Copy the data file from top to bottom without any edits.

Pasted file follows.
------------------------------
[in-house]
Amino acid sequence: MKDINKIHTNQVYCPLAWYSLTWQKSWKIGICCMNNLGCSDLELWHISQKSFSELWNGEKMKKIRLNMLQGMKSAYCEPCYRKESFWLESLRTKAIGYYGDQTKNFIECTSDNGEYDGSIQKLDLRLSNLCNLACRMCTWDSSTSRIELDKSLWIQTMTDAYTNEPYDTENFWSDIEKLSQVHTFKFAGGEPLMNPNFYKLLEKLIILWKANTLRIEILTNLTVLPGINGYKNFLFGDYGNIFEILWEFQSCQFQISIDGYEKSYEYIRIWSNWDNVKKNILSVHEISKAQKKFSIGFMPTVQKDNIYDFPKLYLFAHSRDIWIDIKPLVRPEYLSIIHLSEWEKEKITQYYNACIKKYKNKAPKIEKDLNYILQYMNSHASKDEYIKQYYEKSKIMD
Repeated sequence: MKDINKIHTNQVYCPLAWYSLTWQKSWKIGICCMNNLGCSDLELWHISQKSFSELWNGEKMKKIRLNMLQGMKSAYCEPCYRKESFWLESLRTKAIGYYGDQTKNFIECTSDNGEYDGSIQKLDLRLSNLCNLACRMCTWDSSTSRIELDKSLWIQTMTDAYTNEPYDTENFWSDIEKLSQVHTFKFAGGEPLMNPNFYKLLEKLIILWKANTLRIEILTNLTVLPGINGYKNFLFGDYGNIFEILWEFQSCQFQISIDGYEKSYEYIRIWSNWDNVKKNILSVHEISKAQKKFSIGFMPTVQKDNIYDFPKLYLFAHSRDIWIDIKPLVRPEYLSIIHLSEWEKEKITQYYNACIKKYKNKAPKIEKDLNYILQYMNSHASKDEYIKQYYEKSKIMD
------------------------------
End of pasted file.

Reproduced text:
[in-house]
Amino acid sequence: MKDINKIHTNQVYCPLAWYSLTWQKSWKIGICCMNNLGCSDLELWHISQKSFSELWNGEKMKKIRLNMLQGMKSAYCEPCYRKESFWLESLRTKAIGYYGDQTKNFIECTSDNGEYDGSIQKLDLRLSNLCNLACRMCTWDSSTSRIELDKSLWIQTMTDAYTNEPYDTENFWSDIEKLSQVHTFKFAGGEPLMNPNFYKLLEKLIILWKANTLRIEILTNLTVLPGINGYKNFLFGDYGNIFEILWEFQSCQFQISIDGYEKSYEYIRIWSNWDNVKKNILSVHEISKAQKKFSIGFMPTVQKDNIYDFPKLYLFAHSRDIWIDIKPLVRPEYLSIIHLSEWEKEKITQYYNACIKKYKNKAPKIEKDLNYILQYMNSHASKDEYIKQYYEKSKIMD
Repeated sequence: MKDINKIHTNQVYCPLAWYSLTWQKSWKIGICCMNNLGCSDLELWHISQKSFSELWNGEKMKKIRLNMLQGMKSAYCEPCYRKESFWLESLRTKAIGYYGDQTKNFIECTSDNGEYDGSIQKLDLRLSNLCNLACRMCTWDSSTSRIELDKSLWIQTMTDAYTNEPYDTENFWSDIEKLSQVHTFKFAGGEPLMNPNFYKLLEKLIILWKANTLRIEILTNLTVLPGINGYKNFLFGDYGNIFEILWEFQSCQFQISIDGYEKSYEYIRIWSNWDNVKKNILSVHEISKAQKKFSIGFMPTVQKDNIYDFPKLYLFAHSRDIWIDIKPLVRPEYLSIIHLSEWEKEKITQYYNACIKKYKNKAPKIEKDLNYILQYMNSHASKDEYIKQYYEKSKIMD